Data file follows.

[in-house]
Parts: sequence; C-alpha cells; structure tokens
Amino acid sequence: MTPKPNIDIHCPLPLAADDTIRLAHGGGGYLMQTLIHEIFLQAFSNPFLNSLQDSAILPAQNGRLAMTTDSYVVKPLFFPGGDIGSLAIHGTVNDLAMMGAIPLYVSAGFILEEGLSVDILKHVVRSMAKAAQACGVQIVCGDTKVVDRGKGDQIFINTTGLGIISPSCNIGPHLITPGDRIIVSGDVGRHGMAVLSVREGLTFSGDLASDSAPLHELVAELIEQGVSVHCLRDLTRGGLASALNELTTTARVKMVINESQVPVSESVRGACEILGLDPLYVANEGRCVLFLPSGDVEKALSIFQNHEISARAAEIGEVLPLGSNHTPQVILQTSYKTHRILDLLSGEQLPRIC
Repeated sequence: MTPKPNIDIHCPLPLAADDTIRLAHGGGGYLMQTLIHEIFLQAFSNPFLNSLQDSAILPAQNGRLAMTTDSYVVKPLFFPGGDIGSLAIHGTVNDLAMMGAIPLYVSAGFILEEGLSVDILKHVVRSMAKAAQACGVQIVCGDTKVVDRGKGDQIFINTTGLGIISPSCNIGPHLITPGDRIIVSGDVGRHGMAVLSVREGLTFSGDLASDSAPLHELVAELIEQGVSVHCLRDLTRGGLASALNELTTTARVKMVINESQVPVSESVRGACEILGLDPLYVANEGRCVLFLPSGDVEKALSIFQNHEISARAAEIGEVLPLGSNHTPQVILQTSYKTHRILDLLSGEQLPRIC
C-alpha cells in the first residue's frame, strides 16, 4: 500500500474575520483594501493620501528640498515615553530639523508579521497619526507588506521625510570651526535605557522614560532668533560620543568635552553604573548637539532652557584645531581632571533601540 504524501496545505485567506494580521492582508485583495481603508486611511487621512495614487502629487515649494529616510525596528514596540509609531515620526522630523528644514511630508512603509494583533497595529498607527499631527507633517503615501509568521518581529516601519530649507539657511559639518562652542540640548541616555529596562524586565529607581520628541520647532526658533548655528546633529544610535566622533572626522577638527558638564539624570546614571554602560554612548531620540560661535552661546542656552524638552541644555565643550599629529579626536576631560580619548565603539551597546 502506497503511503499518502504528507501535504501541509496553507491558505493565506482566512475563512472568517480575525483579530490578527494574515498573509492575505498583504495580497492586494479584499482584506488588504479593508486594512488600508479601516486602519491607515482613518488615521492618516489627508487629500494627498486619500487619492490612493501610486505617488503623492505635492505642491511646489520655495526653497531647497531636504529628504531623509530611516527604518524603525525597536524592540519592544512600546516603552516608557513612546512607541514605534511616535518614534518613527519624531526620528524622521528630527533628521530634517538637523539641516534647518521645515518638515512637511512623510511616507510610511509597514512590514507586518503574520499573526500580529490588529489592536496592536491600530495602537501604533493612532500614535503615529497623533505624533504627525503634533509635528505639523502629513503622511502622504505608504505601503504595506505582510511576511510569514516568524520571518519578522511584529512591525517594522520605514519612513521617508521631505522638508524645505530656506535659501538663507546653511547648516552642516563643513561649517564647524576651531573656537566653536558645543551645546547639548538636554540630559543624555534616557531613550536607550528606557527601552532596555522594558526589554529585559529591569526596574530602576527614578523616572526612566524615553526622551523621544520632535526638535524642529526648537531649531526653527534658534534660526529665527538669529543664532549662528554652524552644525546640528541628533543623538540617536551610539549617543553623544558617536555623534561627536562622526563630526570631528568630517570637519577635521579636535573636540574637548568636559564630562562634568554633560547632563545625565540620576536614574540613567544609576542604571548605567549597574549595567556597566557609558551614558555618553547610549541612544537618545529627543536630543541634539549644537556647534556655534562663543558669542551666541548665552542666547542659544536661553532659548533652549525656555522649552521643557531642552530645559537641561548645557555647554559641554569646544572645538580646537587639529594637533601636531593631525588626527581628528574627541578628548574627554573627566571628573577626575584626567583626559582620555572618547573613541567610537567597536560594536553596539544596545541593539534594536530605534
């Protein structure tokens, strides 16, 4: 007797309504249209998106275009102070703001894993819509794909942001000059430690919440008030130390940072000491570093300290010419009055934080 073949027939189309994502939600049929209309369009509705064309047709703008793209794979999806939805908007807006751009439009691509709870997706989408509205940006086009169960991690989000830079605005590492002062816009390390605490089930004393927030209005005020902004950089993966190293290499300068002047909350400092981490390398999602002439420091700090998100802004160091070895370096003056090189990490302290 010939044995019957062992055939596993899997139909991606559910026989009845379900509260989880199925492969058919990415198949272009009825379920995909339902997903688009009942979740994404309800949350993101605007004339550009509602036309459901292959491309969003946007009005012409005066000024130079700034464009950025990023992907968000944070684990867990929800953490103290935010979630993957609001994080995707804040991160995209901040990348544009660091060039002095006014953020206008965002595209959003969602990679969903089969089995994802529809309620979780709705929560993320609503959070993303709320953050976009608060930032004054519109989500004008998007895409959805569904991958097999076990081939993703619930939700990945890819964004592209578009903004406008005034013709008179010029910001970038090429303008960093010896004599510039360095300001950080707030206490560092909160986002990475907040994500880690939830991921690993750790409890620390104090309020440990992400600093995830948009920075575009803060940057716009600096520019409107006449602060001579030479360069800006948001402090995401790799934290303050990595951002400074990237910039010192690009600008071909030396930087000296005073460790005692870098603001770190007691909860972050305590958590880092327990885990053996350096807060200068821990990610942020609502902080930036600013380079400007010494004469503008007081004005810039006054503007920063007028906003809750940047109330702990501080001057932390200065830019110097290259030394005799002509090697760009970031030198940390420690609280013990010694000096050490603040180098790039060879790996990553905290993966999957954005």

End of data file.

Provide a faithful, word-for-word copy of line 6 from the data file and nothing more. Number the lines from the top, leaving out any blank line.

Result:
């Protein structure tokens, strides 16, 4: 007797309504249209998106275009102070703001894993819509794909942001000059430690919440008030130390940072000491570093300290010419009055934080 073949027939189309994502939600049929209309369009509705064309047709703008793209794979999806939805908007807006751009439009691509709870997706989408509205940006086009169960991690989000830079605005590492002062816009390390605490089930004393927030209005005020902004950089993966190293290499300068002047909350400092981490390398999602002439420091700090998100802004160091070895370096003056090189990490302290 010939044995019957062992055939596993899997139909991606559910026989009845379900509260989880199925492969058919990415198949272009009825379920995909339902997903688009009942979740994404309800949350993101605007004339550009509602036309459901292959491309969003946007009005012409005066000024130079700034464009950025990023992907968000944070684990867990929800953490103290935010979630993957609001994080995707804040991160995209901040990348544009660091060039002095006014953020206008965002595209959003969602990679969903089969089995994802529809309620979780709705929560993320609503959070993303709320953050976009608060930032004054519109989500004008998007895409959805569904991958097999076990081939993703619930939700990945890819964004592209578009903004406008005034013709008179010029910001970038090429303008960093010896004599510039360095300001950080707030206490560092909160986002990475907040994500880690939830991921690993750790409890620390104090309020440990992400600093995830948009920075575009803060940057716009600096520019409107006449602060001579030479360069800006948001402090995401790799934290303050990595951002400074990237910039010192690009600008071909030396930087000296005073460790005692870098603001770190007691909860972050305590958590880092327990885990053996350096807060200068821990990610942020609502902080930036600013380079400007010494004469503008007081004005810039006054503007920063007028906003809750940047109330702990501080001057932390200065830019110097290259030394005799002509090697760009970031030198940390420690609280013990010694000096050490603040180098790039060879790996990553905290993966999957954005």